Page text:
There are different possible explanations for the decreased capability of maintaining the HIMA task, e.g., a metabolic fatigue, effects of ischemia or higher demands of neural control. Basically, a metabolic fatigue seems to be less obvious since the intensity and muscle length during the isometric muscle action were similar for both tasks. Nevertheless, a possible higher demand of energetic substances or a higher production of lactate during HIMA would be conceivable. In a study of Rudroff et al. [6] a higher glucose uptake (PET method) of the lower extremity muscles was found in 11 of 24 muscles after fatiguing trials at 25% of MVIC performing HIMA compared to PIMA in young male (n = 3), but not for older male participants (n = 3). This would speak for a higher consumption of glucose during HIMA in young men and might reduce the submaximal force endurance capability during HIMA. Another explanation for the shorter endurance time during HIMA could be the capillary behavior. There seems to be different types of capillary behavior with regard to blood filling and oxygen saturation as shown in Dech et al. [20] during holding a weight for as long as possible. This might change for PIMA. However, in a study of Booghs et al. [21] no difference in muscle oxygenation of the elbow flexors at 20 and 60% of the MVIC occurred comparing HIMA vs. PIMA. Since the muscle oxygenation was not considered in the presented study, no statement can be made concerning this parameter. A central fatigue due to higher neuronal demands might be a conceivable explanation for the briefer endurance time during HIMA.

Possible higher demands of neuronal control during HIMA compared to PIMA

It was supposed that HIMA requires higher neural control strategies compared to PIMA [1], since during HIMA the endurance time was significantly shorter compared to PIMA in several investigations and in the present study [1,47]. In the present study, the myofascial oscillations of the investigated muscles showed no differences between HIMA and PIMA concerning the mean frequency and mean amplitude of all signals. This was hypothesized on the base of the former MMG/MTG study during single measurements [1] as well as on other EMG studies [25] investigating HIMA and PIMA. The commonly considered parameters of frequency and amplitude of EMG or MMG/MTG, respectively, seem not to provide a suitable approach to distinguish HIMA and PIMA. This underlines the necessity to consider other parameters, provided that there is a difference in performing those tasks, which is reflected by the submaximal force endurance.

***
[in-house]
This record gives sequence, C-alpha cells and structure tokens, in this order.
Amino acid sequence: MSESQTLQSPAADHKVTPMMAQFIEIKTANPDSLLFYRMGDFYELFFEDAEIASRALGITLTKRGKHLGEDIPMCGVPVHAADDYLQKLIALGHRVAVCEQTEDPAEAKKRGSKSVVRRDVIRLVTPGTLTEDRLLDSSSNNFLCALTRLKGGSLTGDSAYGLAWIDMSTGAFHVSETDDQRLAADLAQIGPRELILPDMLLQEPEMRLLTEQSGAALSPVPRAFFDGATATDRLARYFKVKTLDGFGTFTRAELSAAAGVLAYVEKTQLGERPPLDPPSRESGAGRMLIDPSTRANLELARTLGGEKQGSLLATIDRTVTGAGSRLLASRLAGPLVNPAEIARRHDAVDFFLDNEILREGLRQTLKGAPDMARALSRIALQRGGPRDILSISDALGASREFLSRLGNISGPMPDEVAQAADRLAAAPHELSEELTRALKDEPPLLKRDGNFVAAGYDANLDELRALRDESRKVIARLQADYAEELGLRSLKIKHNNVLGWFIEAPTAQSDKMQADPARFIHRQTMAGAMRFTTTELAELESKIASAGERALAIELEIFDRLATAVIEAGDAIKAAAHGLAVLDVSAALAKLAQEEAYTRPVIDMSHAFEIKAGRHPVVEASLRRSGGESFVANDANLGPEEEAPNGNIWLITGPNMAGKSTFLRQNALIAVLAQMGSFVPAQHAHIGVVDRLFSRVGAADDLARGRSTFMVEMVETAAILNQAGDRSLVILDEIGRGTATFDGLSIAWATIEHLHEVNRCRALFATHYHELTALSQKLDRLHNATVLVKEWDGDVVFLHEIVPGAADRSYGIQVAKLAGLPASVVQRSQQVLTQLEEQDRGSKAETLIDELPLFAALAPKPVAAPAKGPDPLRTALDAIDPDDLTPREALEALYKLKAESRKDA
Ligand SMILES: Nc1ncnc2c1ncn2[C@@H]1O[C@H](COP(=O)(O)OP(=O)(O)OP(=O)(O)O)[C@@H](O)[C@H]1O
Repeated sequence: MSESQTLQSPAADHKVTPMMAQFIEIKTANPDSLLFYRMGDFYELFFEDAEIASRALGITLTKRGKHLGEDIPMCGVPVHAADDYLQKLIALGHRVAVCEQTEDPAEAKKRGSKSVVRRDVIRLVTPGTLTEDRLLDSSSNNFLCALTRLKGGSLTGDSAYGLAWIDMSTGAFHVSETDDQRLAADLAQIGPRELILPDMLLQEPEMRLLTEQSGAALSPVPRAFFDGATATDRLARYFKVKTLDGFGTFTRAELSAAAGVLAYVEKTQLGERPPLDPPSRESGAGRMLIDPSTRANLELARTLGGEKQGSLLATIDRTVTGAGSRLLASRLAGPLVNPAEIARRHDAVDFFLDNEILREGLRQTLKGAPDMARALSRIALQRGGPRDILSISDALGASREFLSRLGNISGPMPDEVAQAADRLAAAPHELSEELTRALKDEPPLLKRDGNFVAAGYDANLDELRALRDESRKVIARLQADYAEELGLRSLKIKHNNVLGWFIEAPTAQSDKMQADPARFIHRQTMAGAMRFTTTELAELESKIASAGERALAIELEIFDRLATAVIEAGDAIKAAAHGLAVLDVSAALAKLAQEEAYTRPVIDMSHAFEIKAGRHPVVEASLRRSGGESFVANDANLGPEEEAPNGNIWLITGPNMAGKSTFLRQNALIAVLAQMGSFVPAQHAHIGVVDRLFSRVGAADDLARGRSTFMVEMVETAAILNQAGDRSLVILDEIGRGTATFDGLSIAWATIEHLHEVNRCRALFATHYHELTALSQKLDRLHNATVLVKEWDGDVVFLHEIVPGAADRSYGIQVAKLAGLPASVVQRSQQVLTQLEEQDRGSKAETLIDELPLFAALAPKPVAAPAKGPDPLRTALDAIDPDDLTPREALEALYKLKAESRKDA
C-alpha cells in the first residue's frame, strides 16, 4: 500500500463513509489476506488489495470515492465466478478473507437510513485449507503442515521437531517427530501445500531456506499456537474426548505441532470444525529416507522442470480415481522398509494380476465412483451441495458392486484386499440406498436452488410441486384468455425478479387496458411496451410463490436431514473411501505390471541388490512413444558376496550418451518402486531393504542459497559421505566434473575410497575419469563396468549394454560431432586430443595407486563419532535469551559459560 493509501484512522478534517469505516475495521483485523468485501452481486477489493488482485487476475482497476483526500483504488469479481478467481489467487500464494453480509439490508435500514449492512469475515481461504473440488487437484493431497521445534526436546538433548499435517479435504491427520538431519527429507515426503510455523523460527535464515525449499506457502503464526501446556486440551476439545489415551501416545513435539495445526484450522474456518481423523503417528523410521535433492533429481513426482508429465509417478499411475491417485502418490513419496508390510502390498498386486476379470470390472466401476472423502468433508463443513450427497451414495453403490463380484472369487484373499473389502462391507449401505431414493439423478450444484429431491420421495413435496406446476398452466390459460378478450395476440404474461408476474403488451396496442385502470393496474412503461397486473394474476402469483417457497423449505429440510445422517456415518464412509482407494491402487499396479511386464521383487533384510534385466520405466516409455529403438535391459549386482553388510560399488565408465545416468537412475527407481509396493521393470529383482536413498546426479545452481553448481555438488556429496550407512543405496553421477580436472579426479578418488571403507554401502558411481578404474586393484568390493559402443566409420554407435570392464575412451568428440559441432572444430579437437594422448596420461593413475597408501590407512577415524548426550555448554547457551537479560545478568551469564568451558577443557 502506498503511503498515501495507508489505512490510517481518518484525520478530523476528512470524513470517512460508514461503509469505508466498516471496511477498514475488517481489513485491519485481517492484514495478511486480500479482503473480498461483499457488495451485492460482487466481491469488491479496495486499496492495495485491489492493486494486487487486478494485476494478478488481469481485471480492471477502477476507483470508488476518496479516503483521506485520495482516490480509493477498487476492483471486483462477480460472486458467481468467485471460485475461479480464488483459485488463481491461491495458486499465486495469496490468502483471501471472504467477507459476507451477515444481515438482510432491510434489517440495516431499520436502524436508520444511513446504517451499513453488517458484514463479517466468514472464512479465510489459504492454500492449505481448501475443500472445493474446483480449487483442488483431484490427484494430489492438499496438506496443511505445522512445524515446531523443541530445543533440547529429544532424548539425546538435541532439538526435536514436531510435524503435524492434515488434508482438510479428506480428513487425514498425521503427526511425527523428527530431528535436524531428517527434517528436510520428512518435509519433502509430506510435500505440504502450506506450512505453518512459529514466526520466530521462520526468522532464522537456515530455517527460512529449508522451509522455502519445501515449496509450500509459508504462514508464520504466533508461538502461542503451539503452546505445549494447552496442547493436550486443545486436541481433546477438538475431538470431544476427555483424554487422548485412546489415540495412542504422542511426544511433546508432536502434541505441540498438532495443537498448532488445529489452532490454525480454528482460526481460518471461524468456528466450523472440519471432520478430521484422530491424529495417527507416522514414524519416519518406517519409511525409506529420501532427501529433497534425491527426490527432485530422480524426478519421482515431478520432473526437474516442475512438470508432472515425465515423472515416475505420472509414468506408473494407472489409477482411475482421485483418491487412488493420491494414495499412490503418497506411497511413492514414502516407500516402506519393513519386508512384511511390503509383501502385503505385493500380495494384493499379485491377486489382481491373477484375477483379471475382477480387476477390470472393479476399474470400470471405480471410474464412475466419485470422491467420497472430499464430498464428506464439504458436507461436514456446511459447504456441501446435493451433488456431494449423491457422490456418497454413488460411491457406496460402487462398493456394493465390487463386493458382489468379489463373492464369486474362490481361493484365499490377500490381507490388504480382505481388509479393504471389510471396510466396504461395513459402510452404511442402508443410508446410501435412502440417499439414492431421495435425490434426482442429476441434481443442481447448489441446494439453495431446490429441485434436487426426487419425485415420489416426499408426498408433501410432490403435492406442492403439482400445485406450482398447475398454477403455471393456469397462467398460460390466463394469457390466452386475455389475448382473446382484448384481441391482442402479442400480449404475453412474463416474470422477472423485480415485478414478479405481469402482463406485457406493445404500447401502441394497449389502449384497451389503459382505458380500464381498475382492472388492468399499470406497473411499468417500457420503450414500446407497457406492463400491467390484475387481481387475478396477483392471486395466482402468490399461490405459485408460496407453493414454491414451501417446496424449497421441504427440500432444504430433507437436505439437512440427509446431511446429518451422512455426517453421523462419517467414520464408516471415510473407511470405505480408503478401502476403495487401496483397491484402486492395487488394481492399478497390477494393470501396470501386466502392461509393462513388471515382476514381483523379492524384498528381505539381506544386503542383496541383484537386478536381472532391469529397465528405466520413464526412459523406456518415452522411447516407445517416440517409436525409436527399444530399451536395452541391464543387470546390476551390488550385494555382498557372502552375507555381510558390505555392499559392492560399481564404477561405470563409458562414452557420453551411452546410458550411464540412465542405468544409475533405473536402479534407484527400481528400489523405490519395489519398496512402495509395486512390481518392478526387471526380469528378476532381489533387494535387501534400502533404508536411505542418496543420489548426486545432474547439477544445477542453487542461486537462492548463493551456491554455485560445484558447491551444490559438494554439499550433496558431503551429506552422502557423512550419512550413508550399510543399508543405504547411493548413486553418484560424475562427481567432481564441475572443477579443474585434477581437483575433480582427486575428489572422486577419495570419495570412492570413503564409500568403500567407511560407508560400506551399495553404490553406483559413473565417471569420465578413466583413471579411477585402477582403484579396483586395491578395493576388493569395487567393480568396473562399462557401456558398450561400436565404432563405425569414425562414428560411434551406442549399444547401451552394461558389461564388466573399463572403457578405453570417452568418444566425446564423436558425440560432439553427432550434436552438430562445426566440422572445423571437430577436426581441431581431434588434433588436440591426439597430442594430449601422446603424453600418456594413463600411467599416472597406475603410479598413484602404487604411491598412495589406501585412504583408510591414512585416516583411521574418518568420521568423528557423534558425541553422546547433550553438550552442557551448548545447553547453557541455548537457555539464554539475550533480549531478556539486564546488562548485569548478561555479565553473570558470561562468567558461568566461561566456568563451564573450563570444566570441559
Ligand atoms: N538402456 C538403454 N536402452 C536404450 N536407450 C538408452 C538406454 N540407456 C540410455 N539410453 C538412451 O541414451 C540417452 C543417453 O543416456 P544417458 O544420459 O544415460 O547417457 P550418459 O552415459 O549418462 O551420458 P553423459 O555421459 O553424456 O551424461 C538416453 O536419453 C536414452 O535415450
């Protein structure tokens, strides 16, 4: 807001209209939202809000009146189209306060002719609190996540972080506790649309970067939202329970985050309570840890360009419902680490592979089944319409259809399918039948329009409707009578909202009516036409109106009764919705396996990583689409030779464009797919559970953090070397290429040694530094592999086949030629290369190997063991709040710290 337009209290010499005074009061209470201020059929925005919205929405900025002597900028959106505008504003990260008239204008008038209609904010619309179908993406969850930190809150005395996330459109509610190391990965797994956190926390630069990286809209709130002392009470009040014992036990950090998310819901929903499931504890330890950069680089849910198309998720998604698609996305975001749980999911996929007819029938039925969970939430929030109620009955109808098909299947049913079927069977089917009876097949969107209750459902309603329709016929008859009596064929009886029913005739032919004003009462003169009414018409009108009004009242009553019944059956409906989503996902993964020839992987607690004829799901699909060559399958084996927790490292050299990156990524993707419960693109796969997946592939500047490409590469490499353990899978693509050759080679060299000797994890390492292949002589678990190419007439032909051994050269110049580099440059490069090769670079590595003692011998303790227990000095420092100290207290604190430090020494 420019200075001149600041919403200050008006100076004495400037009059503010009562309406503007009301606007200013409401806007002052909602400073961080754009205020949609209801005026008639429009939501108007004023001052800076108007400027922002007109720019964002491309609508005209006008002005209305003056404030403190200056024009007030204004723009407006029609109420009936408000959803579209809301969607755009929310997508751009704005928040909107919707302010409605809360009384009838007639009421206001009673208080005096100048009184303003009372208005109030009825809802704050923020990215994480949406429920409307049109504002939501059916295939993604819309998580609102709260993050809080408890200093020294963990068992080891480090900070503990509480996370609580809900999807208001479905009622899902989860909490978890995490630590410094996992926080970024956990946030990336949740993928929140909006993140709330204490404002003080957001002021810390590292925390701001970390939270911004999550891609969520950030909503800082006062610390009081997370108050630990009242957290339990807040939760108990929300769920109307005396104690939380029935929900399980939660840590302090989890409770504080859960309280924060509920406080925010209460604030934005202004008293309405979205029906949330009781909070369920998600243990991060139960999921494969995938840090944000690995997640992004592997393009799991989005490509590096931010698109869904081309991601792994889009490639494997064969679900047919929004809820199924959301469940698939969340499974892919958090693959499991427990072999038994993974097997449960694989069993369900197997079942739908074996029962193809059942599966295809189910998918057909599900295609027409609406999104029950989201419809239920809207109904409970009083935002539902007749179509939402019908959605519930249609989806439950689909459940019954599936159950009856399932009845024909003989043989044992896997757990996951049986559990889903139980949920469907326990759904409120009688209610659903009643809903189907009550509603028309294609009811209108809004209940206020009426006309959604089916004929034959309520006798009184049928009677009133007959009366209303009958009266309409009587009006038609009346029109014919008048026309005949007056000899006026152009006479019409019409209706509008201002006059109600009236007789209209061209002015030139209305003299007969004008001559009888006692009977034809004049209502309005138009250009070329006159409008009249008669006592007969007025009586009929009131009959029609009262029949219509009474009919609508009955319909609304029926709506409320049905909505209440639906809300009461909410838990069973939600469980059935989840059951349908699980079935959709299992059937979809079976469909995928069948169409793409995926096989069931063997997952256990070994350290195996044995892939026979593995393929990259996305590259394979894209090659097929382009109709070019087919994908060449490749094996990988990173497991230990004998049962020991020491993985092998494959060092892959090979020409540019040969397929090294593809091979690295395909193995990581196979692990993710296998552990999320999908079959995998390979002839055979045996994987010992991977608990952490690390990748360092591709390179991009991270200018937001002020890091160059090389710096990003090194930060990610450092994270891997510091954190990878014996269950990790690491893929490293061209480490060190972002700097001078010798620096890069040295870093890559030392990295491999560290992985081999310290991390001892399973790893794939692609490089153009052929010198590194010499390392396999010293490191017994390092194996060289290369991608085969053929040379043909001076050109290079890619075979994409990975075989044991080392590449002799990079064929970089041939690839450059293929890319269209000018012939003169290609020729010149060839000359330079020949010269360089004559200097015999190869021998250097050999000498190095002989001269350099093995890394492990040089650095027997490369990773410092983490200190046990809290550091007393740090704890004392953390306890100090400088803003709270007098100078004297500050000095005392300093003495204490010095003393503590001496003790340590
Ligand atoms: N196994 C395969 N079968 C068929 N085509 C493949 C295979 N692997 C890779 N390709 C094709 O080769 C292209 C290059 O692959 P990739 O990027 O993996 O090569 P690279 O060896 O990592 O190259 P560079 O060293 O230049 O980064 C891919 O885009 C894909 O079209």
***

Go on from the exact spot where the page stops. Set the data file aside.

Assuming different neural control strategies, it might be helpful to look into parameters, which reflect more complex characterizations, as e.g., the amplitude variation or the relation of the power in different frequency bands (MQREL). Since these parameters were newly developed in investigations with Parkinson patients without tremor [8], those parameters were not evaluated before in this context. In the present study, the oscillatory parameters as the amplitude variation and the power-frequency ratio MQREL showed differences for the MMGobl (not for MMGtri/MTGtri). Theoretical considerations to explain these results might be found in neuroscientific research. Therein, it is assumed that the more adaptation is required during a motor task, the more relevant the feedback control gets [22,23]. During HIMA, the participant has to react to the force of the partner, which performs PIMA. The pushing partner just has to apply the force level onto the counterpart and has not to react kinesthetically as intense as during HIMA. Therefore, it might be conceivable that HIMA entails higher requirements regarding the adaptive processes based on kinesthetic perception compared to PIMA. Hence, the thereby assumed more difficult neural control might explain the briefer endurance time during the holding task.

External variations, as a varying external force impact, require a constant update of the sensorimotor system [24]. To execute motor tasks appropriately an adequate adaptability is necessary. With a more complex feedback control, the variability will be even higher as a sign of an adequate adaptation [25]. In the present study, the amplitude variation of the mechanical muscular oscillations of the abdominal external oblique muscle were significantly higher during HIMA with 83 ± 15% variation during the 15s trials and 79 ± 16% during the fatiguing trials compared to PIMA with 73 ± 14% and 70 ± 12%, respectively (p = 0.013, r = 0.55; p = 0.007, r = 0.57). This might be a sign for higher adaptation processes and, therefore, for a more complex control strategy during HIMA.

Furthermore, the power frequency ratio of the power in the low frequency range of 3 to 7 Hz related to the power in the area of 3 to 12 Hz might reflect more complex control strategies if the lower frequencies are represented more pronounced. In the present study, the power in the frequency range of 3 to 7 Hz amounted to 25 ± 15% during HIMA in the fatiguing trials and 17 ± 10% during PIMA (p = 0.002, r = 0.64) for the MMGobl. This might point out that the power distribution is changed during HIMA in a broader range, which possibly could enable the subject to react more appropriate to external changes as they were applied by the partner, who initiated and controlled the force level. These considerations are still speculative but seem to be conceivable and not that unlikely based on the reasonable neuroscientific explanations.